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10 Steps to Securing your SQL Server


10 Steps to Securing your SQL Server

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Brian Knight
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Comments posted to this topic are about the content posted at http://www.sqlservercentral.com/columnists/bknight/10securingyoursqlserver.asp

Brian Knight
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Philip Kelley
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What I'd like to know is, where do you find out about these secret registry keys? I've always wanted to be able to bump the number of error logs kept, was confident that there was some way to do so (a very typical Microsoft feature), but never stumbled across the methods. In my defence, I never tried very hard... but where would you start looking for this stuff? (I'm assuming it's nowehere in BOL.)

In any case, thanks for posting this and the rest. Good to review what we've already done, and find out about what we've overlooked!

Philip Kelley



Andy Warren
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You can set in EM by right clicking the error log folder. Profiling that reveals the following:

xp_instance_regwrite N'HKEY_LOCAL_MACHINE', SOFTWARE\Microsoft\MSSQLServer\MSSQLServer', N'NumErrorlogs', REG_DWORD, 8

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Here's a VBScript to check for SA accounts with no password or a password of "SA". Found base code on a Microsoft newsgroup and modified it slightly. This is limited to searching a subnet but came in very handy recently. Save code as AUDITSA.VBS, then execute using the following:

CSCRIPT AUDITSA.VBS SRVLIST.TXT

This creates a text file (SRVLIST.TXT) that identifies the servers at risk...

Contents of AUDITSA.VBS:
------------------------
'Audit subnet for Servers with blank sa password

Dim oApp
Dim oServer
Dim oDatabase
Dim oNames
Dim oName

Dim oTotalSvr
Dim oTotalBlank
Dim oTotalSA

oTotalSvr = 0
oTotalBlank = 0
oTotalSA = 0

Set oApp = CreateObject("SQLDMO.Application")
Set oNames = oApp.ListAvailableSQLServers()

On Error Resume Next

For Each oName In oNames

Set oServer = CreateObject("SQLDmo.SqlServer")
oTotalSvr = oTotalSvr + 1
oServer.LoginSecure = False
oServer.LoginTimeout= 30

oServer.Connect oName,"sa",""

If Err.Number=0 Then
WScript.Echo "!!!Server " & oName & " has a blank sa password"
WScript.Echo oServer.VersionString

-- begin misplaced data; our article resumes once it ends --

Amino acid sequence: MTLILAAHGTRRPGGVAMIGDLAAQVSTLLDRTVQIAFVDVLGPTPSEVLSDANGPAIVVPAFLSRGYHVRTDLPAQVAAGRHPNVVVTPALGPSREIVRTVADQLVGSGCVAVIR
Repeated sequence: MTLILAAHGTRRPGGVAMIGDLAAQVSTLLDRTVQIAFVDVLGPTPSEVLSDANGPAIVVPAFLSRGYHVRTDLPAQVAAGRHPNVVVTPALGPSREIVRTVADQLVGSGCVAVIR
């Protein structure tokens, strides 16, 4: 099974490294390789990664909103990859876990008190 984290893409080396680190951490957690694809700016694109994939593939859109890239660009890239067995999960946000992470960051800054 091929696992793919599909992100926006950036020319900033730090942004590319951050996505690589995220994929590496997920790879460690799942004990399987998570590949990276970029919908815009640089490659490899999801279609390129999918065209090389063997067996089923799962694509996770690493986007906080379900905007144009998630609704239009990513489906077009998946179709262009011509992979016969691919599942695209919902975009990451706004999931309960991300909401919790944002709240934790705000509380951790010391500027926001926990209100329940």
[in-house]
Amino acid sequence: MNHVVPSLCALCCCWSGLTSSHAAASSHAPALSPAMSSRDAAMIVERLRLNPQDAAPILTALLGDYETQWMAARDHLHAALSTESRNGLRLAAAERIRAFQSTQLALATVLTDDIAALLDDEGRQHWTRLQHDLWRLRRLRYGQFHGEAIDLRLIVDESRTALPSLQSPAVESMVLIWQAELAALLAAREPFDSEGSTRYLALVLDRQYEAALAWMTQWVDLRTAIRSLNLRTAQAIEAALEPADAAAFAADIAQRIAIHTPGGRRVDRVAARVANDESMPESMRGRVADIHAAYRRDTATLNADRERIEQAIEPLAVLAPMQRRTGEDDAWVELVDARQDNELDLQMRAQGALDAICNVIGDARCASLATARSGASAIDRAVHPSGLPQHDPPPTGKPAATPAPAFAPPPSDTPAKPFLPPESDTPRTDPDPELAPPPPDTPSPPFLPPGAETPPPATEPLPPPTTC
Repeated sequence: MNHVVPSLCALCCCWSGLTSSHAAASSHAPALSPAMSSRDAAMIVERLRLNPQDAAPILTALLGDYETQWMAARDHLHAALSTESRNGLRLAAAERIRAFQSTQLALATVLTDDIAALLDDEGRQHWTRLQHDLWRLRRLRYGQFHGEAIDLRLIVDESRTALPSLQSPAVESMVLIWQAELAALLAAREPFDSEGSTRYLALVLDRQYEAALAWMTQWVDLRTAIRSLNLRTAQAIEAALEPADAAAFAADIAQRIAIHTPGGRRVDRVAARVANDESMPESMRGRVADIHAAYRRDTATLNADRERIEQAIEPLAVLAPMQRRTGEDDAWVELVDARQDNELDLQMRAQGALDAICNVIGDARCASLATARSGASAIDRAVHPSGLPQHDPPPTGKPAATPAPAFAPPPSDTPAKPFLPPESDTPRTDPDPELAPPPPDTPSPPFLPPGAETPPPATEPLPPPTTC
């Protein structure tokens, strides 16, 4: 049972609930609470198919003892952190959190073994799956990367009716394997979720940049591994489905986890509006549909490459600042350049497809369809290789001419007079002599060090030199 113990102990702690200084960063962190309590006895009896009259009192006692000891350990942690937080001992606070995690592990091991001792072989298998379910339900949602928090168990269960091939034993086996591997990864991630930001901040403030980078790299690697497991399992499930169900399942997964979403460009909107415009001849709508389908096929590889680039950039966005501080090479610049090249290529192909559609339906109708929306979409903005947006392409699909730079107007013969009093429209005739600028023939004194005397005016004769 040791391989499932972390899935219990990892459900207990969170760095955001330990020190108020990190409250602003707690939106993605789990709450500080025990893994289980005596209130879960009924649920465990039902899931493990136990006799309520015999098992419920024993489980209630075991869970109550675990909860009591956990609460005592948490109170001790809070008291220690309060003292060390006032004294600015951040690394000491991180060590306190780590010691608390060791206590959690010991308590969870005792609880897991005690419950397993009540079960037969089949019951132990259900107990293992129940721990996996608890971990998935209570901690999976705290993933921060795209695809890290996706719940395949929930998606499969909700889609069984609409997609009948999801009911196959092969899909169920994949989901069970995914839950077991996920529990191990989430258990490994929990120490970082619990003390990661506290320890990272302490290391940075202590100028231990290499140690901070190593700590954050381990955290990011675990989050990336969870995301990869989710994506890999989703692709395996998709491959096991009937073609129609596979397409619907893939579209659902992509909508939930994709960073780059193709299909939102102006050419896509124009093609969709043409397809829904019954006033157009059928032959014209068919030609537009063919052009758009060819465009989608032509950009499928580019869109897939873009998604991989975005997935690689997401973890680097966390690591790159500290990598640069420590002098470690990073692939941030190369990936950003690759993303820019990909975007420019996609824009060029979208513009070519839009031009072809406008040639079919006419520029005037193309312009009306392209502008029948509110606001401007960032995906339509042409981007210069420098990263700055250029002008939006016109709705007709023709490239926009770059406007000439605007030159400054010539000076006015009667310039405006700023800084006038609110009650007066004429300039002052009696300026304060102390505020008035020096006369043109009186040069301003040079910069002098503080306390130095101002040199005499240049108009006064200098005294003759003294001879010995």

WScript.Echo ""
oTotalBlank = oTotalBlank + 1
End If

If Err.Number<>0 Then
oServer.Connect oName,"sa","sa"
If Err.Number=0 Then
WScript.Echo "!!!Server " & oName & " has a sa password equal to SA"
WScript.Echo oServer.VersionString
WScript.Echo ""
oTotalSA = oTotalSA + 1
End If
End If


oServer.DisConnect
Set oServer = Nothing
Err.Clear
Next

Wscript.Echo "Total Servers Checked: " & oTotalSvr
Wscript.Echo "Total Servers w/Blank Password: " & oTotalBlank
Wscript.Echo "Total Servers w/Password of SA: " & oTotalSA

oApp.Quit
Set oApp = Nothing
Wscript.Quit



Brian Knight
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quote:

You can set in EM by right clicking the error log folder. Profiling that reveals the following:

xp_instance_regwrite N'HKEY_LOCAL_MACHINE', SOFTWARE\Microsoft\MSSQLServer\MSSQLServer', N'NumErrorlogs', REG_DWORD, 8



Cool! I never noticed that EM feature before! Smile I too found it by doing a profiler trace one day. The key is nice to know when you're trying to roll it out to lots of servers, but I like the EM method that Andy shows for lowering the risk.

Brian Knight
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Nice article,
Here is a site dedicated to sql security: http://www.sqlsecurity.com
You'll definately want to run a tool to scan for easily guessed passwords too.
I found a few on my servers.

I've removed the extended stored procedures that they recomend without any major functionality being removed from EM. EM is mostly useless anyways. If you can't live without it you probably should learn a bit more about MSSQL before becoming a DBA.

Also check out SQLPing if you want to scan your subnet for insecure servers.

Thanks,
Dan



K. Brian Kelley
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The Microsoft Security Baseline Scanner will scan for blank or weak SQL Server passwords (it also handles IIS and the OS) in addition to checking for service packs and hot fixes (http://www.microsoft.com/security). With respect to systems which are vulnerable to SQLSnake, eEye Digital Security has put out scanners to include class A address spaces (http://www.eeye.com).

K. Brian Kelley
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Excellent advice Brian. Particularly liked the point about removing BuiltIn\Administrators - we find that the vast majority of our problems over the last six months have been caused by knowledgeable sysadmins 'playing' around in SQL Server without realising the consequences of their actions. Gives backing to the idea that it's those within that are at least as great a threat as those outside.

Edited by - jonreade on 04/04/2003 03:18:22 AM


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Thanks Brian!

Bettyann Bowes



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Updated link to the Retina Sapphire utility:

http://www.eeye.com/html/Research/Tools/register.html?file=RetinaSapphireSQL

I think they caught on and want to get everyone's personal information now. Linking directly to the exe doesn't appear to work.

Bryant E. Byrd, MCDBA
SQL Server DBA/Systems Engineer
Intellithought, Inc.
bbyrd@intellithought.com

Bryant E. Byrd, BSSE MCDBA MCAD
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